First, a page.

Why Lawyers Are Often a Diplomat’s Best Friends
The State Department’s Office of the Legal Adviser, which guides both institutional and individual decisions, isn’t immune to political pressure.
Dozens of U.S. career diplomats told The Diplomatic Diary last month that, during the Trump administration, they sought advice from the State Department’s Office of the Legal Adviser more frequently than ever before. The reason was the unusually large number of orders and actions by politically appointed ambassadors and other senior officials that crossed ethical and possibly legal lines. The diplomats needed counsel on how to protect themselves from potential prosecution without being punished by their bosses for insubordination.
Although not privy to these recent exchanges, I served in the legal office, in a position traditionally reserved for a mid-level Foreign Service officer with a law degree, in the mid-1990s, soon after Israelis and Palestinians signed the 1993 Oslo Peace Accords at the White House. Historically, the office has commanded significant respect across the U.S. government and has been described as its conscience in the area of international law. So my assumption is that my former colleagues — I’m now retired — are in the good hands. Staffed with about 200 attorneys and 100 additional personnel when I worked there, the office attracted more than 1,000 applicants for a handful of openings every year. In 2020, the Partnership for Public Service named one of its lawyers, Monica Ager Jacobsen, a finalist for its Service to America Award.
However, the office is not immune to political pressure. Its head — the State Department’s legal adviser — is a political appointee who requires Senate confirmation. Over the years, highly respected international law experts have held that position. There hasn’t been a permanent, Senate-confirmed incumbent since May 2019. Marik String, who is serving in an acting capacity, has limited experience, and members of Congress have questioned his ethics. During an investigation last year into then-Secretary of State Mike Pompeo’s dismissal of the department’s inspector general, Steve Linick, some members accused String of enabling Pompeo’s attempt to circumvent congressional limitations on arms sales to Saudi Arabia and the United Arab Emirates, and to have encouraged Linick to drop a probe into the matter.
During my time in the legal office, it was headed by Conrad Harper, a former president of the New York City Bar Association and former vice president of the American Law Institute. He led by example and provided world-class guidance to the staff. I learned more about international law during those three years than at any other time in my career. I worked on Near East and South Asian issues, including the multinational force in the Sinai peninsula that oversees the Israel-Egypt peace agreement, advising an undersecretary of state on setting up a Middle East development bank, helping proofread the 1994 Israel-Jordan peace treaty, and consulting on weapons sales to Pakistan.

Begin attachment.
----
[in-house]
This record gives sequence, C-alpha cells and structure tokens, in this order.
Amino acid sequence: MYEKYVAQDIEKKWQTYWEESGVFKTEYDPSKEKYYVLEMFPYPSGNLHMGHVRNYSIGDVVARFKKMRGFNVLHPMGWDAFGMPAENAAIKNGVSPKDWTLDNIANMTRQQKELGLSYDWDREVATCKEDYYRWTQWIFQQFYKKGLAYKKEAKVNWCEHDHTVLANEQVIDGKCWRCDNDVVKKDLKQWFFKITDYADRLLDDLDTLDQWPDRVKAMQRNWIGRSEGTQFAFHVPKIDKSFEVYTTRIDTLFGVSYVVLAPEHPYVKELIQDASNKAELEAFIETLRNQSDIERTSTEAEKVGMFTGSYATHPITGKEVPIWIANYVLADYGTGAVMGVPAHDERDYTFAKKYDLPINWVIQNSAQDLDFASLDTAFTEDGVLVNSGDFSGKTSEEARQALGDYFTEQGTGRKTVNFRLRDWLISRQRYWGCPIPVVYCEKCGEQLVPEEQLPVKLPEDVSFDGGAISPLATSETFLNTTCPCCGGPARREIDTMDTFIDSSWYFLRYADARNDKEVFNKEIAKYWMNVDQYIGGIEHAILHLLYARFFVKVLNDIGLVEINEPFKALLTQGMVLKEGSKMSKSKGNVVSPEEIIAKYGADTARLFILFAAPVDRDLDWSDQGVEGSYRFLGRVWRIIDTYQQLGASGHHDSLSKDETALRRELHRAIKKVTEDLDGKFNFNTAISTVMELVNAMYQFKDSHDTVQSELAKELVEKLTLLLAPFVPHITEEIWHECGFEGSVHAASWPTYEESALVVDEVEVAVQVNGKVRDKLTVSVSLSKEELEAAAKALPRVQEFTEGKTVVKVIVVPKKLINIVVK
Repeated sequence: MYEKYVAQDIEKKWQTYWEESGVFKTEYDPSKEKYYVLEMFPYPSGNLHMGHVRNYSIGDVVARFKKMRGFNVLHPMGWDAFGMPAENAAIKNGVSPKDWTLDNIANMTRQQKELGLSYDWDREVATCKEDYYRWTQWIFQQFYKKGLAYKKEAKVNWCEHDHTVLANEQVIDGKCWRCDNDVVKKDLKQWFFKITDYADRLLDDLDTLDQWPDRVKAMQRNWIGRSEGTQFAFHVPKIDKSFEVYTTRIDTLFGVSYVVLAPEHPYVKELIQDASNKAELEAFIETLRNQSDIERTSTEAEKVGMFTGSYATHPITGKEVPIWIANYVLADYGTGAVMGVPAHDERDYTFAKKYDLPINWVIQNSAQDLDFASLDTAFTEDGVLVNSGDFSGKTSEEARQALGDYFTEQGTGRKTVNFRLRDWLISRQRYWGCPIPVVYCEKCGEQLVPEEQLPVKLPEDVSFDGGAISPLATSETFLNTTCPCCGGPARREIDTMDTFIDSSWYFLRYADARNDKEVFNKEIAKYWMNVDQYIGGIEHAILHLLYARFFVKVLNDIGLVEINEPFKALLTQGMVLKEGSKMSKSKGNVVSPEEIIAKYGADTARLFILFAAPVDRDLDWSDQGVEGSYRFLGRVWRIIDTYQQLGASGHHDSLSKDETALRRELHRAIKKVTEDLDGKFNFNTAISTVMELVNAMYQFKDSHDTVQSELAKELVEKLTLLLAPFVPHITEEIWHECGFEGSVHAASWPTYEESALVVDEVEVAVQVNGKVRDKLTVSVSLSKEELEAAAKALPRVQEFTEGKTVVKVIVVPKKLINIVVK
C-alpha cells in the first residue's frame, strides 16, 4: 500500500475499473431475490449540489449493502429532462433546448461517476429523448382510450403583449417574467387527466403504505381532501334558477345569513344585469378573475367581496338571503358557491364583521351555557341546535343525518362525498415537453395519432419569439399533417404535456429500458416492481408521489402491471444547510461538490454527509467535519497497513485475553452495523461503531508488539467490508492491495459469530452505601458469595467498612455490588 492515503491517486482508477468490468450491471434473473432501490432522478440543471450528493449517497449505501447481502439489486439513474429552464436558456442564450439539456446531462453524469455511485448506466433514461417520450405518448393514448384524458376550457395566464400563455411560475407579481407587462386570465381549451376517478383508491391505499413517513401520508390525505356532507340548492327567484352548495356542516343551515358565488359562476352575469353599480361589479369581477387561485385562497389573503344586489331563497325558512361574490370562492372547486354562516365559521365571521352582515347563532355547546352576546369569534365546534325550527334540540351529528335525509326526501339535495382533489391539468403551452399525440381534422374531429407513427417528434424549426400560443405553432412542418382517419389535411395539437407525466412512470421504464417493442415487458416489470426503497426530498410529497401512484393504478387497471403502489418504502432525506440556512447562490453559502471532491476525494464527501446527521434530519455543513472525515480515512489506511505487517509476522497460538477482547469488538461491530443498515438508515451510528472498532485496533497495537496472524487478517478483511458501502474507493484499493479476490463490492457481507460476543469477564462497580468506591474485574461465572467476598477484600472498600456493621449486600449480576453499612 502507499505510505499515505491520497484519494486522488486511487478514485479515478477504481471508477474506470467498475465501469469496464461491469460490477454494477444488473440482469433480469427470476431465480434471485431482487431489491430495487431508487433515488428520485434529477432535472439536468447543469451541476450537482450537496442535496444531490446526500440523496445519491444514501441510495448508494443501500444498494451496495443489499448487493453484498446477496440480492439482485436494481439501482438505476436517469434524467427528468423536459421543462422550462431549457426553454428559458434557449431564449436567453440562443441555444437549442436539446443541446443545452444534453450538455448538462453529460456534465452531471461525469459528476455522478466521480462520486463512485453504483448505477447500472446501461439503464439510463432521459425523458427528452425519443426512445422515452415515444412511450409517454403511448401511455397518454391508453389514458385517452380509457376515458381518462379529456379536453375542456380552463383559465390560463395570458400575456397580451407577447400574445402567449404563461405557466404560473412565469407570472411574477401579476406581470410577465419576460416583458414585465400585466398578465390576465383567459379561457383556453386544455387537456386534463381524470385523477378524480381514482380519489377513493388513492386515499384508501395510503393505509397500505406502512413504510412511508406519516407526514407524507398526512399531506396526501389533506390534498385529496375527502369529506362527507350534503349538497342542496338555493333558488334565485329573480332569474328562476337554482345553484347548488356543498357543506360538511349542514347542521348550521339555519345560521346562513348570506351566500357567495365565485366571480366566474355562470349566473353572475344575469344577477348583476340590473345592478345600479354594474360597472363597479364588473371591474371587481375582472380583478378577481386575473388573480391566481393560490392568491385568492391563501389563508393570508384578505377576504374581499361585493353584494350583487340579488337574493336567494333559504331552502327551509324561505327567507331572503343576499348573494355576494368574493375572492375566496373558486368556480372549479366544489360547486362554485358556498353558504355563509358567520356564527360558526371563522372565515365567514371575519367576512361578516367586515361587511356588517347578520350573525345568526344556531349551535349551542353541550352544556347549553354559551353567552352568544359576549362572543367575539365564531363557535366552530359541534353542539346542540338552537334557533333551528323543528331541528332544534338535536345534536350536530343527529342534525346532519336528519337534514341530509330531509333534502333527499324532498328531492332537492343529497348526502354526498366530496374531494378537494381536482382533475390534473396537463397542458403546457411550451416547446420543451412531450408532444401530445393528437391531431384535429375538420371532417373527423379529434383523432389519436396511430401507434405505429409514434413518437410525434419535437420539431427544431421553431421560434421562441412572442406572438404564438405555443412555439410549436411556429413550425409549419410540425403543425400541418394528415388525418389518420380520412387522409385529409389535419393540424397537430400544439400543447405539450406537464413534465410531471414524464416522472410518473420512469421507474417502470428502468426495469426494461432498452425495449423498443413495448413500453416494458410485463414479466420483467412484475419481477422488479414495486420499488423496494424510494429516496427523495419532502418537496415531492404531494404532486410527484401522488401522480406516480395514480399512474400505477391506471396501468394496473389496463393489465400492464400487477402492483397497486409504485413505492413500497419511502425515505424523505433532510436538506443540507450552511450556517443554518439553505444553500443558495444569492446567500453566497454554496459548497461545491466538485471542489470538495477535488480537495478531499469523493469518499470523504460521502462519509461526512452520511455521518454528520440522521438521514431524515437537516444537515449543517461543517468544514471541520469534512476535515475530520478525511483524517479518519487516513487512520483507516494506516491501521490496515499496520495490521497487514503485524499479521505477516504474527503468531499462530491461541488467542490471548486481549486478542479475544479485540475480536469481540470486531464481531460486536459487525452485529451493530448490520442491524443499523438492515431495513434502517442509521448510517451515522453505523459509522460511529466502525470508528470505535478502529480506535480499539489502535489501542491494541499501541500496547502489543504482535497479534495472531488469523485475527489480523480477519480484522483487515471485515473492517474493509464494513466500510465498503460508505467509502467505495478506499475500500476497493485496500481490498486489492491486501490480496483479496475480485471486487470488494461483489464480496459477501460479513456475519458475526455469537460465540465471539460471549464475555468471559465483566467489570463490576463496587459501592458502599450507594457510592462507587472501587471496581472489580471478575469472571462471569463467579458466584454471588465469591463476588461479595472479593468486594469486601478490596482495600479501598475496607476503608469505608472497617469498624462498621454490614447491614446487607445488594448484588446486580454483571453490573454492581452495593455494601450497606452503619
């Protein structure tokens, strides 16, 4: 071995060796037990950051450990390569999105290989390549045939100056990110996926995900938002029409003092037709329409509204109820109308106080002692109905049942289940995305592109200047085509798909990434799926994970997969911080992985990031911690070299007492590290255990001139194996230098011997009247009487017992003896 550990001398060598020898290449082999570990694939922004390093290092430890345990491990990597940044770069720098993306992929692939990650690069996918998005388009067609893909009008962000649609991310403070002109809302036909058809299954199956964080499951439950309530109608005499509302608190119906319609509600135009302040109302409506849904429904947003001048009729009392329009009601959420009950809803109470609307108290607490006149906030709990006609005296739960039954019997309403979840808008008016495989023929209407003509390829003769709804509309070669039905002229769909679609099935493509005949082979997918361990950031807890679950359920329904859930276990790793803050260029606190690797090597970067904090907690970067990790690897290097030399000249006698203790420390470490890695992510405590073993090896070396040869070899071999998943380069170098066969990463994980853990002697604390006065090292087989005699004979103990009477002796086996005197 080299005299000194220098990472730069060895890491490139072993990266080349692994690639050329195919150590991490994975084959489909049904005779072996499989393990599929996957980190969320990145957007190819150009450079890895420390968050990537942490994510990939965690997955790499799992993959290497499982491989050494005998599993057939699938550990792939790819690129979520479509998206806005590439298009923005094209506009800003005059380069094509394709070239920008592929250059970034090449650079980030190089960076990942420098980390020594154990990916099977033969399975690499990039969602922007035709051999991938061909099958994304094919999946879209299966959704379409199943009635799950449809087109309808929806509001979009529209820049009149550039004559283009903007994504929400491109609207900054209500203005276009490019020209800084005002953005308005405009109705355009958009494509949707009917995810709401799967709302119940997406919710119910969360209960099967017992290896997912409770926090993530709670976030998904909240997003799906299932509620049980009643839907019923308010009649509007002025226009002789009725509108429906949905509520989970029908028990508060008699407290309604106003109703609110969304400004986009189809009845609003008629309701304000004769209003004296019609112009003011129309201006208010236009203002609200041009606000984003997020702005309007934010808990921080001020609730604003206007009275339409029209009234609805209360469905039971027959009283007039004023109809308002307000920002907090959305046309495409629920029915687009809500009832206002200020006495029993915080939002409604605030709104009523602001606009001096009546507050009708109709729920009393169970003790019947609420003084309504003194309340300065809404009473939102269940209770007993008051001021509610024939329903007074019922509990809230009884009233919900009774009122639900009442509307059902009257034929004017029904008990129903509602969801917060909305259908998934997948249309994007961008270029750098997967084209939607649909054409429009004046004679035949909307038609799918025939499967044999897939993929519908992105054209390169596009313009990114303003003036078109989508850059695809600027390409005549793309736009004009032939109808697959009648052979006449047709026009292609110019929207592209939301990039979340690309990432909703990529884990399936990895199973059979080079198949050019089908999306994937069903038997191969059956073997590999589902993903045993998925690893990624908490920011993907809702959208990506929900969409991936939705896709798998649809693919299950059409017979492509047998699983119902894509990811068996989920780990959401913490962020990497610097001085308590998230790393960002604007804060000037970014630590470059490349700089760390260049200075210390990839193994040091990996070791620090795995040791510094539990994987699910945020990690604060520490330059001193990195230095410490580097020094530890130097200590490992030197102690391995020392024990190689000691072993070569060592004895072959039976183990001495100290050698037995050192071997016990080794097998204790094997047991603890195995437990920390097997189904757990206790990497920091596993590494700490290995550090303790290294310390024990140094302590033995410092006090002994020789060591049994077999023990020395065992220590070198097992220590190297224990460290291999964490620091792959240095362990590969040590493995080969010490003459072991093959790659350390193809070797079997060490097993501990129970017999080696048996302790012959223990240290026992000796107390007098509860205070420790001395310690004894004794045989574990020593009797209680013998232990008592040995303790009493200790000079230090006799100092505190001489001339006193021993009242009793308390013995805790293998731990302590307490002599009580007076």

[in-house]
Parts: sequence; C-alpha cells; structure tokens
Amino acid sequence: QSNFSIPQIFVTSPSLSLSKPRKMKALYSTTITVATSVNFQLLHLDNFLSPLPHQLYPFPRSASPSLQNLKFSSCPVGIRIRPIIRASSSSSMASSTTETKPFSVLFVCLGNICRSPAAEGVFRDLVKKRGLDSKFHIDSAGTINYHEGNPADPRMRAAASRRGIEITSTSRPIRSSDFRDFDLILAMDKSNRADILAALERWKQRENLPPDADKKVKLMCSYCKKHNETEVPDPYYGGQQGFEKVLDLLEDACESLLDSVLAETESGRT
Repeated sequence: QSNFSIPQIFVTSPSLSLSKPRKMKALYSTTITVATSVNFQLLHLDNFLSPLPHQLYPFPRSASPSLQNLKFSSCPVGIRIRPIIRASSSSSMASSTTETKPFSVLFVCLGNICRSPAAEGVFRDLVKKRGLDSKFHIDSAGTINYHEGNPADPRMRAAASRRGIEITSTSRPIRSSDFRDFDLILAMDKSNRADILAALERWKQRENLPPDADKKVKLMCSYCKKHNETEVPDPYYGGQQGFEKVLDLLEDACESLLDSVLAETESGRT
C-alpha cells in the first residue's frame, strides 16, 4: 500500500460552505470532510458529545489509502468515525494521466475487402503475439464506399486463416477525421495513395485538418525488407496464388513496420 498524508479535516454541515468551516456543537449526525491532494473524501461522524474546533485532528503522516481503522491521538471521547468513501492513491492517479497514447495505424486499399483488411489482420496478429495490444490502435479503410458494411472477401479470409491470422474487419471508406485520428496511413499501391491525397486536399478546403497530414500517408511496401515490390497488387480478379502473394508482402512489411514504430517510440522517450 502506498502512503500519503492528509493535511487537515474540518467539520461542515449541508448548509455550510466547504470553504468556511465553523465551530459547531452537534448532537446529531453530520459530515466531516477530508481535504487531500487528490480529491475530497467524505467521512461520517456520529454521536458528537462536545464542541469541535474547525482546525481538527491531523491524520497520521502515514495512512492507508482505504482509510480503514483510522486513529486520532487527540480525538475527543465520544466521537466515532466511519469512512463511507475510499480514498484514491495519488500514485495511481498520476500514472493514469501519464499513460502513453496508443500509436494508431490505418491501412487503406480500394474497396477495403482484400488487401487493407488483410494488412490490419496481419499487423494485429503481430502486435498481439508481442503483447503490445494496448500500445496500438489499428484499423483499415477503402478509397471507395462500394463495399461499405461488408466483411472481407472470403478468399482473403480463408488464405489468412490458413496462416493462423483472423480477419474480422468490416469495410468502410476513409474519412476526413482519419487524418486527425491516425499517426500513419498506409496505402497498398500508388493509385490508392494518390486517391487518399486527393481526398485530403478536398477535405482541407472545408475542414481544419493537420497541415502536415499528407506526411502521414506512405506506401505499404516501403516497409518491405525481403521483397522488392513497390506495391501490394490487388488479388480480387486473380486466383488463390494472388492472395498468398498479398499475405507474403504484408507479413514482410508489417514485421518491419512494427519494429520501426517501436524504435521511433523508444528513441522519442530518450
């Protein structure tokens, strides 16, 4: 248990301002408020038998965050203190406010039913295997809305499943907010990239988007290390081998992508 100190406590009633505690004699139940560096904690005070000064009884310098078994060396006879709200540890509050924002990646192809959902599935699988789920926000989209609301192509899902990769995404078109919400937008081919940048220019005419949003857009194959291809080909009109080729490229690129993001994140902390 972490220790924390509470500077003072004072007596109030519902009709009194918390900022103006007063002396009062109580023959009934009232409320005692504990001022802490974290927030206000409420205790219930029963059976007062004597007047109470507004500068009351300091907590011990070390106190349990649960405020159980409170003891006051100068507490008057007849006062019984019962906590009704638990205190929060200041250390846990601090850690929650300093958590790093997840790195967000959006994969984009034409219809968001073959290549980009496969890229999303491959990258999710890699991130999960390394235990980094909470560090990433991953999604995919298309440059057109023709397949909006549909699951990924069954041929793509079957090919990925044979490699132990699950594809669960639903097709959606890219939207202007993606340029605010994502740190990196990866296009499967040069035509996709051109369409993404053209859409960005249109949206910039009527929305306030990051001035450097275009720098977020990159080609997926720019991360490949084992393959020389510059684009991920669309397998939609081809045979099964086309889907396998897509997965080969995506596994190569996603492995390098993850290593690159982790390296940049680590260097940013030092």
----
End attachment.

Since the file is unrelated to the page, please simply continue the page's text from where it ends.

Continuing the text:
The legal office advises the secretary of state and the department’s various bureaus on the legality and implications of the United States’ international policies and actions — across countries and regions. For example, a policy that might well fit the particular circumstances in a Central American country could set a negative precedent for our handling of a similar issue in Europe. Therefore, the office monitors policy proposals and advises on possible modifications or adjustments. The largest part of the office deals with international claims and investment disputes. During my tenure, it focused heavily on a decades-long effort to resolve claims linked to the 1979 Islamic revolution in Iran, which overthrew the shah, including damage to U.S. government property and the many aspects of U.S. interaction with the shah’s regime.
The part of the office dealing with international treaties is perhaps the most interesting. It’s the U.S. government’s institutional memory and keeper of its international obligations. Whenever I had a question regarding an obligation under an agreement, I’d consult one of the very knowledgeable treaty analysts. In addition to being the arbitrator of U.S. obligations, the office maintains a vault with the originals of all agreements.
It also handles the protocol activities for signing ceremonies to ensure the process complies with domestic and international law. It oversees the ratification process for treaties, such as the 1996 Comprehensive Nuclear Test Ban Treaty or the 1994 United Nations Convention on the Law of the Sea, which are among 37 treaties the United States has signed but the Senate hasn’t ratified. The legal office is the depository for more than 200 multilateral treaties, including those that established the United Nations and the International Atomic Energy Agency.
The part of the office that may receive more attention soon deals with government officials’ ethics and financial disclosures and actions. New political appointees need to inform the office of their investments and income sources, as well as potential conflicts of interest.
It remains to be seen whether Foreign Service officers turn over to the State Department’s inspector general any documentation they have kept regarding potential violations or questionable actions by Trump political appointees — and what files it contains showing or referencing advice from the Office of the Legal Adviser. Even if such violations are substantiated, it’s unlikely that appointees no longer in government will face any meaningful consequences.
Robert Downes is a retired senior Foreign Service officer. In addition to Nicaragua, Venezuela, Mexico and Thailand, he served in Germany and Australia.
The views and characterizations in this article belong to the author and don’t necessarily represent those of the U.S. government.